Larry Scanlon (Co-Editor with James Simpson)
University of Notre Dame Press, 2006
Essays in this volume argue for a powerful reassessment of John Lydgate's poetic projects. The preeminent English poet of his own century, Lydgate (ca. 1370-1449) addressed the historical challenges of war with France, looming civil war in England, and new theological forces in the vernacular. He wrote for household, parish, city, monastery, church, and state. Although an official poet of sorts-perhaps the first major official poet in the English poetic tradition-he was not by any means a merely celebratory or sycophantic writer. Instead, he drew on his authority both as poet and as monastic historian to shape a challenging literary space and to underline the treacherousness of history. Despite his exceptional cultural significance, Lydgate has, for different reasons, been marginalized by many literary historical movements since the sixteenth century. John Lydgate: Poetry, Culture, and Lancastrian England is energized by the challenge of a substantial oeuvre in need of reevaluation. Each essay makes a decisive contribution to an aspect of Lydgate's work and opens fresh perspectives for further investigation.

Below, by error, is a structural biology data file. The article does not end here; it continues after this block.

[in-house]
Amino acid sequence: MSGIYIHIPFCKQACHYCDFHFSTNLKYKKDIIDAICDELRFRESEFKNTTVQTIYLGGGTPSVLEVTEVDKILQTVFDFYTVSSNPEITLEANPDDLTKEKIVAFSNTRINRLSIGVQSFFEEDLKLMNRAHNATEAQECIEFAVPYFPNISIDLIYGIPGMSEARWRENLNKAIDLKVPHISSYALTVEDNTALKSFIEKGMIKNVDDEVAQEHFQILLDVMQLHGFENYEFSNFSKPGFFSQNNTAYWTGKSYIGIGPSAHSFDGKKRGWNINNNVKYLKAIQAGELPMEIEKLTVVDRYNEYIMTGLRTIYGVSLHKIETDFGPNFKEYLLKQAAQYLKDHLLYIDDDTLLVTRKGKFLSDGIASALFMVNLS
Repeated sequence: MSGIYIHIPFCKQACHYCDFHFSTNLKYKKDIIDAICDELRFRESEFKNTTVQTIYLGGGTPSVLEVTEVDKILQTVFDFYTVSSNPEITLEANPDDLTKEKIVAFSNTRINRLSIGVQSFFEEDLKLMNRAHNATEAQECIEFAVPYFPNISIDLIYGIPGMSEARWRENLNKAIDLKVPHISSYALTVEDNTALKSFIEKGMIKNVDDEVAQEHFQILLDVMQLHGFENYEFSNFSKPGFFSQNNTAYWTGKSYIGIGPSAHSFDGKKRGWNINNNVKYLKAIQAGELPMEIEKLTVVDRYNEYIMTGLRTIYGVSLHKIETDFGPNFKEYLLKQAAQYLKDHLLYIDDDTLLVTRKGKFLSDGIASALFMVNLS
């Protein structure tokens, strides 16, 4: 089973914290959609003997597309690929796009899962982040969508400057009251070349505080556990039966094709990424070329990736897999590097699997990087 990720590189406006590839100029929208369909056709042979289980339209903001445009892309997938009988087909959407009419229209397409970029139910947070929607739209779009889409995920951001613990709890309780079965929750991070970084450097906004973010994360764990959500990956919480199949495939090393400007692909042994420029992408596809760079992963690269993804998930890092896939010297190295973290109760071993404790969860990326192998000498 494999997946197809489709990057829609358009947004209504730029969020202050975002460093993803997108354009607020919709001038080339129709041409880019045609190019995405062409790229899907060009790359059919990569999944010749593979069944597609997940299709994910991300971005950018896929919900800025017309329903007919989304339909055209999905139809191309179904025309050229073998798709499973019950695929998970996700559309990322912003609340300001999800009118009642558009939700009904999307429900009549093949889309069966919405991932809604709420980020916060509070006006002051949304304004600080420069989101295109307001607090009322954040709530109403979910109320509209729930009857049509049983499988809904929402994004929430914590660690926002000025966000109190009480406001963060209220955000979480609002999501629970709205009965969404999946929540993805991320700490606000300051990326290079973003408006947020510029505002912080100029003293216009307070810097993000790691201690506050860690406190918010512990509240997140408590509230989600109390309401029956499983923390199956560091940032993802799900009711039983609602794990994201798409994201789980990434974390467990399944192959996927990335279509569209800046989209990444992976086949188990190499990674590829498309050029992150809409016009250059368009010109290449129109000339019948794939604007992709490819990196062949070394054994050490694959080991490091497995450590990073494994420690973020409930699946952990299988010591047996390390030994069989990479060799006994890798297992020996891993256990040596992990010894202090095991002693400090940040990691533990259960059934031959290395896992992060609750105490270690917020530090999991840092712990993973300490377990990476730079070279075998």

Contributors write about Lydgate from a variety of critical perspectives and emphasize the diversity of the poet's writings beyond the city-state tragedies of Troy and Thebes. Genres discussed include beast fable, mumming, hagiography, devotional poetry, and civic pageant. The essays also reassess crucial themes in the field of Lydgate studies, including Lydgate's unofficial laureateship, his relations to his patrons, his syntax, and his relationship to Chaucer.